CNN | 2018-8-15 | Español

Ending the US-South Korea war games would be a win for Beijing

Updated: 8:07 PM ET, Wed June 13, 2018

(CNN) - Kim Jong Un flew into Singapore on a Chinese plane for his summit with US President Donald Trump and left with a prized concession long sought by Beijing: the suspension of US-South Korean war games.

Not only that, but Trump also teased the possibility of a complete withdrawal of American troops from the Korean Peninsula at some point in the near future.

"It's a huge win for China," Bonnie Glaser, director of the China Power Project at CSIS, told CNN.

The possible reduction of US military in the region has been a policy goal in China for years, especially in light of former US President Barack Obama's pivot to Asia, which was interpreted in Beijing as a means of containing the country's rise.

The Chinese government has repeatedly chafed under the web of US alliances that spreads across the Asia region, and East Asia in particular, where American troops and military hardware are posted in both Japan and South Korea.

Currently there are around 28,000 American troops in South Korea, as well as another 49,000 in Japan.

It remains unclear exactly which "war games" Trump is intending to end, at present, the US and South Korea hold numerous military exercises several times a year.

Nevertheless, even a limited suspension of activity would be welcomed in Beijing, say analysts.

The Chinese government would see the suspension of drills as a prelude to the eventual withdrawal of US military forces on the Peninsula or, even better, a fraying of the alliance between Washington and Seoul, Glaser told CNN.

"If they end these exercises then people in South Korea will begin to question why are US troops even there?" said Glaser.

Priority theater?

On Tuesday, while announcing the suspension of US South Korea drills, President Trump said it wasn't part of the plan to withdraw US troops but "I hope it will be eventually."

The US President's statement was in stark contrast to the reassurances given by his top military official just over a week earlier.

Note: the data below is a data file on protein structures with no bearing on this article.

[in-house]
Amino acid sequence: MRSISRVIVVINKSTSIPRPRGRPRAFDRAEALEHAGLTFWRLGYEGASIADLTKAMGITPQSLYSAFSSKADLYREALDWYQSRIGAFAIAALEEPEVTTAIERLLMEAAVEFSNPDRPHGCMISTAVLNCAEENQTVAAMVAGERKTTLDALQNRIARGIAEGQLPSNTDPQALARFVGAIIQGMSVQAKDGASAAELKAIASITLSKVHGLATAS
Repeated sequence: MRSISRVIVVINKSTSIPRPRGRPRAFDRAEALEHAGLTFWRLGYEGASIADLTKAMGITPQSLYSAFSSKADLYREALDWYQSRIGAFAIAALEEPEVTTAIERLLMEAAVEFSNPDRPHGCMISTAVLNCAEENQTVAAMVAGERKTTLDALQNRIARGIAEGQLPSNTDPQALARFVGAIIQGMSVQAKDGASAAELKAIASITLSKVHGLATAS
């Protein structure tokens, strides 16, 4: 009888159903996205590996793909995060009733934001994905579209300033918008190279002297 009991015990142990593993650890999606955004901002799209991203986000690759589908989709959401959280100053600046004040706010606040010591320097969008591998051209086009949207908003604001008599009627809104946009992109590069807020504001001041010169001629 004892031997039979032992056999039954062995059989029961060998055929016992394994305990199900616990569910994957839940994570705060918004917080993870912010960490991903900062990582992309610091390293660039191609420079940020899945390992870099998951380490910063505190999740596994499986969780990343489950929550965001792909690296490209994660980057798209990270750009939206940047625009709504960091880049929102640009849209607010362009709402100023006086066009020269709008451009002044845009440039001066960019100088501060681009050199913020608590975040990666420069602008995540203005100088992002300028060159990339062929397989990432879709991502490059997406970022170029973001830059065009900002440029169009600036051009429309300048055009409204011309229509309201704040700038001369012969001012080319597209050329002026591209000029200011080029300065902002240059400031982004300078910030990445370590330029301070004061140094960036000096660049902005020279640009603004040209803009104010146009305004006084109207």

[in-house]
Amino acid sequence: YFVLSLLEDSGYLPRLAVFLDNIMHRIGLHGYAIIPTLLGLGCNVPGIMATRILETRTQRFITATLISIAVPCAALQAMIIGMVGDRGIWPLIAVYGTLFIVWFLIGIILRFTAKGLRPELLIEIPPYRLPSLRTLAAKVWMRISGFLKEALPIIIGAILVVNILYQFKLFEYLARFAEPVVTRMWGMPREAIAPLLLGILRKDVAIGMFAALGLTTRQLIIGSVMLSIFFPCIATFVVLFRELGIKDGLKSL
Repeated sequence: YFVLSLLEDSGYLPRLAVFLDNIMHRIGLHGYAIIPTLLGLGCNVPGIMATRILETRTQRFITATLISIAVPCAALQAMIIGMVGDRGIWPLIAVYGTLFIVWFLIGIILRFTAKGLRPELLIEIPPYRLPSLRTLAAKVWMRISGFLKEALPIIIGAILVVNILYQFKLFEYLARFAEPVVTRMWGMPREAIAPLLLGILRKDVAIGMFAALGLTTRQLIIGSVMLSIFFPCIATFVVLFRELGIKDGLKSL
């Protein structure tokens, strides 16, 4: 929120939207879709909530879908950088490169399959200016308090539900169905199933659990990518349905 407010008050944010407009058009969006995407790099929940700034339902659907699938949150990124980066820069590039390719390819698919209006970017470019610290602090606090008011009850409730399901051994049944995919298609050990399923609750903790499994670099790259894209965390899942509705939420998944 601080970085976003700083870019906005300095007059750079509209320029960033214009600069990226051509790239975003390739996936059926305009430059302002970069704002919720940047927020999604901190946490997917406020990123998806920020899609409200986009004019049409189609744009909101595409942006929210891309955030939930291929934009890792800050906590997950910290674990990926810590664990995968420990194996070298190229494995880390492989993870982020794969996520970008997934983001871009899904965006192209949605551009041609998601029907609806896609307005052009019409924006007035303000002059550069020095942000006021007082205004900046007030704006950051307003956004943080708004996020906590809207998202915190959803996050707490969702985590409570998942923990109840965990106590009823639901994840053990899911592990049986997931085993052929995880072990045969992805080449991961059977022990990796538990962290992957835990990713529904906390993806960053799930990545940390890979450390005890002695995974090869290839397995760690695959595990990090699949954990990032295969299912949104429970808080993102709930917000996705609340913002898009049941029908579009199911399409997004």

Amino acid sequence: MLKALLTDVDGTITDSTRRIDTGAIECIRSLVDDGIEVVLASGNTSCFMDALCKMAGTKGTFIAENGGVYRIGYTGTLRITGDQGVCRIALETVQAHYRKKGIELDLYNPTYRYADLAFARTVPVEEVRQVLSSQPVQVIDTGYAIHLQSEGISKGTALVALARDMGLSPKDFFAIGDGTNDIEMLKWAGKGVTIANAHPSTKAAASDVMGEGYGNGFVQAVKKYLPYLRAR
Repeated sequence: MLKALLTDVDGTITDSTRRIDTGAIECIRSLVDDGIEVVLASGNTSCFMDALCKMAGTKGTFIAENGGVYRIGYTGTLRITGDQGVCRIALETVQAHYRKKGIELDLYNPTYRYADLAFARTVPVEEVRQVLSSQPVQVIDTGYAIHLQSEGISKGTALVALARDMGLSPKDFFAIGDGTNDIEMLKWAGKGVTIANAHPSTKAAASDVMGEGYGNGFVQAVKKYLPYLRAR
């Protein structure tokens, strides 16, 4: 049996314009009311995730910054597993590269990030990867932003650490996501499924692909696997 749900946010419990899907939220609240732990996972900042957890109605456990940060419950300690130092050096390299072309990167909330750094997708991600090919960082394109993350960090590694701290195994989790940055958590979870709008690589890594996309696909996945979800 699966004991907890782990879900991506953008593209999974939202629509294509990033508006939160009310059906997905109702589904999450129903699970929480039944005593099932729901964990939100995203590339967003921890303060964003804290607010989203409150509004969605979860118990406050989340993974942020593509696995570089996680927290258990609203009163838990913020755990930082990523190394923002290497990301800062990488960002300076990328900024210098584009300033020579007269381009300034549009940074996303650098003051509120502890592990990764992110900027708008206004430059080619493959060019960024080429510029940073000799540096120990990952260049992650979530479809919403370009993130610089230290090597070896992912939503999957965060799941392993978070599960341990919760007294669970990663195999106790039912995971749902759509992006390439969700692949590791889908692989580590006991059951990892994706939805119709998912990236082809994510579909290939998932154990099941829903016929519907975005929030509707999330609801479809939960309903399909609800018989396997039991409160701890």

Speaking in Singapore in early June, US Secretary of Defense James Mattis attempted to assure America's allies in the Asia region that Washington wasn't going anywhere.

"Make no mistake: America is in the Indo-Pacific to stay. This is our priority theater," he said.

The mixed messages from the Trump administration is likely to have been music to China's ears.

"The Chinese have certainly wanted to weaken US alliances, they've wanted to set in motion a process which would result in withdrawal of US troops from the region ... I think the Chinese see a huge opportunity here," said Glaser.

US-China tensions have spiked in recent months over Chinese military fortifications on man-made islands in the South China Sea.

Given Trump's announcement on Tuesday, it would appear Beijing has reason to be cautiously optimistic about US power in the region.

But even if the withdrawal of US forces from South Korea went ahead, there is the possibility the United States military could simply move some of those same troops to challenge the Chinese government on another front, Timothy Heath, senior international defense analyst at Rand, told CNN before the summit.

"Washington would likely redeploy any freed up troops and equipment to other bases in Asia, most likely Japan and in rotations through Philippines, Australia, and elsewhere," he said.

Sanctions relief?

It wasn't only military possibilities which opened up for China as a result of the Trump Kim summit on Tuesday.

With a satisfied US President and a compliant North Korea, Beijing may also be able to push for sanctions relief at the UN Security Council.

"Sanctions can be adjusted accordingly, including suspending or lifting relevant measures," said Geng Shuang, a Ministry of Foreign Affairs spokesperson, responding to a CNN question about sanctions relief Wednesday.

"China always holds the view that sanctions are not the goal."

Analysts largely agree that China only begrudgingly signed on to the latest rounds of sanctions against the Kim regime, feeling forced to do so by a combination of increasingly provocative North Korean nuclear and missile tests and international pressure led by the United States.

But China has no interest in seeing the North Korea collapse, viewing the country as a strategic buffer wedged between it and US forces on the Peninsula. A collapse would also trigger a refugee crisis on its border.

Therefore, Beijing will likely look for any excuse to argue for sanctions relief.

Speculation that China is allowing more trade across its border with North Korea has grown recently, based largely on media reports citing anecdotal evidence.

At his news conference Tuesday, President Trump thanked President Xi for closing up that border, though he added that's happened, "maybe a little less the last couple of months."

CNN has spoken with people in the city of Dandong, a key Chinese North Korean trading hub, who say little has changed at the border.

The flow of cross-border trade remains down, though there is hope among residents and traders that the summit will cause business to pick back up.


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